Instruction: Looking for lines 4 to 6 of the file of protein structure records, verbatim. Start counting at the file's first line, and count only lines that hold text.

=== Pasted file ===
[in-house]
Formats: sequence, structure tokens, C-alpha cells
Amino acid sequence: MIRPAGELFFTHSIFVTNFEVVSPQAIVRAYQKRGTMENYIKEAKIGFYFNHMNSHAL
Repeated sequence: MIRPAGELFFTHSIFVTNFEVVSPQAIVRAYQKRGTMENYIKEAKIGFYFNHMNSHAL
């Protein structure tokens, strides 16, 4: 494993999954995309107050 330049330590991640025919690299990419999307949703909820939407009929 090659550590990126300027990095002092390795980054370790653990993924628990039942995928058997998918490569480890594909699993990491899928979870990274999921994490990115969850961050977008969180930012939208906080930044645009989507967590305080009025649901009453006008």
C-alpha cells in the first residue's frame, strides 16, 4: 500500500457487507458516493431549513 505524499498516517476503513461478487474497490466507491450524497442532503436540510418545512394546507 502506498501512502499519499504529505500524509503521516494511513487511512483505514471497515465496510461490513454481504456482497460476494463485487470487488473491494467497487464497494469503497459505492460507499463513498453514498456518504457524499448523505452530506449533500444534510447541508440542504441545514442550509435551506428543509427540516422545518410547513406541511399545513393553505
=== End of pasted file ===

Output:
Repeated sequence: MIRPAGELFFTHSIFVTNFEVVSPQAIVRAYQKRGTMENYIKEAKIGFYFNHMNSHAL
């Protein structure tokens, strides 16, 4: 494993999954995309107050 330049330590991640025919690299990419999307949703909820939407009929 090659550590990126300027990095002092390795980054370790653990993924628990039942995928058997998918490569480890594909699993990491899928979870990274999921994490990115969850961050977008969180930012939208906080930044645009989507967590305080009025649901009453006008």
C-alpha cells in the first residue's frame, strides 16, 4: 500500500457487507458516493431549513 505524499498516517476503513461478487474497490466507491450524497442532503436540510418545512394546507 502506498501512502499519499504529505500524509503521516494511513487511512483505514471497515465496510461490513454481504456482497460476494463485487470487488473491494467497487464497494469503497459505492460507499463513498453514498456518504457524499448523505452530506449533500444534510447541508440542504441545514442550509435551506428543509427540516422545518410547513406541511399545513393553505